Notes on writing reproducable Laravel testsPosted on: 2021-09-22 11:46:22
Just writing some notes down on things that have made my life easier:
This has kicked my butt so many times. Started using
Carbon::now() to test timestamps coming back from API calls. You may ask: why do you care? This is beacuse I want to know the format of what comes back. I suppose I could just write a custom assertion that lets me know if the timestamp is within, say, the last second or something like that and matches a valid format. This might work. But I like being precise.
Fully test the "shape" of responses
One of the big things that I've come to rely on tests for is to make sure that I don't accidentally break stuff when refactoring or making changes.
All of our new code is testing such that the entire structure of the response is tested to make sure it's good. We also then test some of the data points to make sure things are where they should be.
$this->actingAs($user, 'api') ->getJson(route('whatever')) ->assertJsonStructure([ 'data' => [ 'id', 'created_at', 'updated_at', ... ], ]) ->assertJsonPath('data.id', $model->id)
A couple of times I refactored something and ended up accidentally forgetting (or renaming a value) because a test didn't cover it. APIs are contracts. They should always return the expected data.
Testing the DB, too.
I've also gotten into a habit of testing the DB after certain API calls, too. This is helpful for testing both what should be there and also for what shouldn't be there. Yes, the tests are longer. This isn't as necessary as much anymore as we've started pulling stuff out of controllers, but on older code this can be valuable, too.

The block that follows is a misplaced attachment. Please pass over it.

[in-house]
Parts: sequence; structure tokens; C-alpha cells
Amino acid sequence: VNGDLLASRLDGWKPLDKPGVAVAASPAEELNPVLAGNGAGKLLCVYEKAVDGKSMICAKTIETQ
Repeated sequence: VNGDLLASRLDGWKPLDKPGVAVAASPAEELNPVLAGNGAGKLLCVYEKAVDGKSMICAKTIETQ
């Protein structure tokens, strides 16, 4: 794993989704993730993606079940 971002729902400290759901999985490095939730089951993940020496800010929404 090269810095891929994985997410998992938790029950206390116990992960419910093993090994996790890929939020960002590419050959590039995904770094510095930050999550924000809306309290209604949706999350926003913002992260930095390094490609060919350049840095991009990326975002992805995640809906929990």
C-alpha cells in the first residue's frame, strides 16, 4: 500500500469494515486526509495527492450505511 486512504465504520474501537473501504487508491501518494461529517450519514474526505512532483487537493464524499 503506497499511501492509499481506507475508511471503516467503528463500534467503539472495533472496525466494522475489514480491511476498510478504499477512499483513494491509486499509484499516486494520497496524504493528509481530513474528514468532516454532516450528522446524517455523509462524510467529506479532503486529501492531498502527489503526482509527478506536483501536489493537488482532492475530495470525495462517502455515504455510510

Testing with no internet connection
Turns out we've accidentally had tests that reached out to production systems to pull data. Testing while offline finds these tests and allows you refactor/abstract them.
Knowing when to use fake/random values
This is actually a big one for me. For several weeks I fought with tests that would randomly fail.
Turns out the problem was that the models being tested had a flag on their factory that was choosing a random value. This random value determined if the user had an active subscription.
Now, we assume free and require paid using a factory state:
User::factory()->paid()->create(). This ensures that the tests are clear and we've stopped running into this problem. However, here are some fields you likely shouldn't be using random data for:
- status (paid_status, post status)
- state (sending, processing, etc.)
- type (public, private, shared posts, etc.)
- flags (reported, archived, hidden)
- tags (any tags, really)